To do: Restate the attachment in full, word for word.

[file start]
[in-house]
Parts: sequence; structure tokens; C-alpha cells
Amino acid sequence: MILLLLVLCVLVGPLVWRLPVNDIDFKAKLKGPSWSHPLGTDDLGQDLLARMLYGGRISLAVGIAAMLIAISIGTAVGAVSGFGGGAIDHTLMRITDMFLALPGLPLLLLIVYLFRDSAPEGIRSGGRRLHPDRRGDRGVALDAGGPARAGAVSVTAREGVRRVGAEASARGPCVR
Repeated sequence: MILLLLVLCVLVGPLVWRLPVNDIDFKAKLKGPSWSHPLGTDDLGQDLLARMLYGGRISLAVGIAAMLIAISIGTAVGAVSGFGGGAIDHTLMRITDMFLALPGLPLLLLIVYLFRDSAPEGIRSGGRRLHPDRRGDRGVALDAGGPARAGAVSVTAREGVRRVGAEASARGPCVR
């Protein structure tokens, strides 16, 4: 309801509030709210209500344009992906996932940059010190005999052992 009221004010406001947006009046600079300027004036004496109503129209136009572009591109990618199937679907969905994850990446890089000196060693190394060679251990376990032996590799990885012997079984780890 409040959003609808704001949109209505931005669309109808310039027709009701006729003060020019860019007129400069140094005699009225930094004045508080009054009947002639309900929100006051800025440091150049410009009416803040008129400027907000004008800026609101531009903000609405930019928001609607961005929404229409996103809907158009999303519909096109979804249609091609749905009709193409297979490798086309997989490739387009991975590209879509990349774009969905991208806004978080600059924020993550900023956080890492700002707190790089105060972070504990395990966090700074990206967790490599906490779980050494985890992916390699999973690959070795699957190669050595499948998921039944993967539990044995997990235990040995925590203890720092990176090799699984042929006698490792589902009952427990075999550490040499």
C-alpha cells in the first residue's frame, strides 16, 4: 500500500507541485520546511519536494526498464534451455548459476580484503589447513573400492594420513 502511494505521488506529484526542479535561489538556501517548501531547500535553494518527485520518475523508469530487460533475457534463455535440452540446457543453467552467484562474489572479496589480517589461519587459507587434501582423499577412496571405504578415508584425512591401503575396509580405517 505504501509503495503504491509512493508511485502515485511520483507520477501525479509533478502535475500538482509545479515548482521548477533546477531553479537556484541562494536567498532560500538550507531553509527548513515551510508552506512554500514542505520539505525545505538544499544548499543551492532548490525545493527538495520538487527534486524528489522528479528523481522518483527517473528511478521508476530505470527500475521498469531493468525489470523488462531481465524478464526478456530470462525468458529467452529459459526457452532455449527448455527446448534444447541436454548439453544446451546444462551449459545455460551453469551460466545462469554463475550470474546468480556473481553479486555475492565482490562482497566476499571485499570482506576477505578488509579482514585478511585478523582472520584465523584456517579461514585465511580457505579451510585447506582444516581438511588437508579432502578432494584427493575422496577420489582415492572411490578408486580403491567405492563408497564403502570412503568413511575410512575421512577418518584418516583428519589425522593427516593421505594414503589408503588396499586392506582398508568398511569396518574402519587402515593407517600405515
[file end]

[in-house]
Parts: sequence; structure tokens; C-alpha cells
Amino acid sequence: MILLLLVLCVLVGPLVWRLPVNDIDFKAKLKGPSWSHPLGTDDLGQDLLARMLYGGRISLAVGIAAMLIAISIGTAVGAVSGFGGGAIDHTLMRITDMFLALPGLPLLLLIVYLFRDSAPEGIRSGGRRLHPDRRGDRGVALDAGGPARAGAVSVTAREGVRRVGAEASARGPCVR
Repeated sequence: MILLLLVLCVLVGPLVWRLPVNDIDFKAKLKGPSWSHPLGTDDLGQDLLARMLYGGRISLAVGIAAMLIAISIGTAVGAVSGFGGGAIDHTLMRITDMFLALPGLPLLLLIVYLFRDSAPEGIRSGGRRLHPDRRGDRGVALDAGGPARAGAVSVTAREGVRRVGAEASARGPCVR
């Protein structure tokens, strides 16, 4: 309801509030709210209500344009992906996932940059010190005999052992 009221004010406001947006009046600079300027004036004496109503129209136009572009591109990618199937679907969905994850990446890089000196060693190394060679251990376990032996590799990885012997079984780890 409040959003609808704001949109209505931005669309109808310039027709009701006729003060020019860019007129400069140094005699009225930094004045508080009054009947002639309900929100006051800025440091150049410009009416803040008129400027907000004008800026609101531009903000609405930019928001609607961005929404229409996103809907158009999303519909096109979804249609091609749905009709193409297979490798086309997989490739387009991975590209879509990349774009969905991208806004978080600059924020993550900023956080890492700002707190790089105060972070504990395990966090700074990206967790490599906490779980050494985890992916390699999973690959070795699957190669050595499948998921039944993967539990044995997990235990040995925590203890720092990176090799699984042929006698490792589902009952427990075999550490040499």
C-alpha cells in the first residue's frame, strides 16, 4: 500500500507541485520546511519536494526498464534451455548459476580484503589447513573400492594420513 502511494505521488506529484526542479535561489538556501517548501531547500535553494518527485520518475523508469530487460533475457534463455535440452540446457543453467552467484562474489572479496589480517589461519587459507587434501582423499577412496571405504578415508584425512591401503575396509580405517 505504501509503495503504491509512493508511485502515485511520483507520477501525479509533478502535475500538482509545479515548482521548477533546477531553479537556484541562494536567498532560500538550507531553509527548513515551510508552506512554500514542505520539505525545505538544499544548499543551492532548490525545493527538495520538487527534486524528489522528479528523481522518483527517473528511478521508476530505470527500475521498469531493468525489470523488462531481465524478464526478456530470462525468458529467452529459459526457452532455449527448455527446448534444447541436454548439453544446451546444462551449459545455460551453469551460466545462469554463475550470474546468480556473481553479486555475492565482490562482497566476499571485499570482506576477505578488509579482514585478511585478523582472520584465523584456517579461514585465511580457505579451510585447506582444516581438511588437508579432502578432494584427493575422496577420489582415492572411490578408486580403491567405492563408497564403502570412503568413511575410512575421512577418518584418516583428519589425522593427516593421505594414503589408503588396499586392506582398508568398511569396518574402519587402515593407517600405515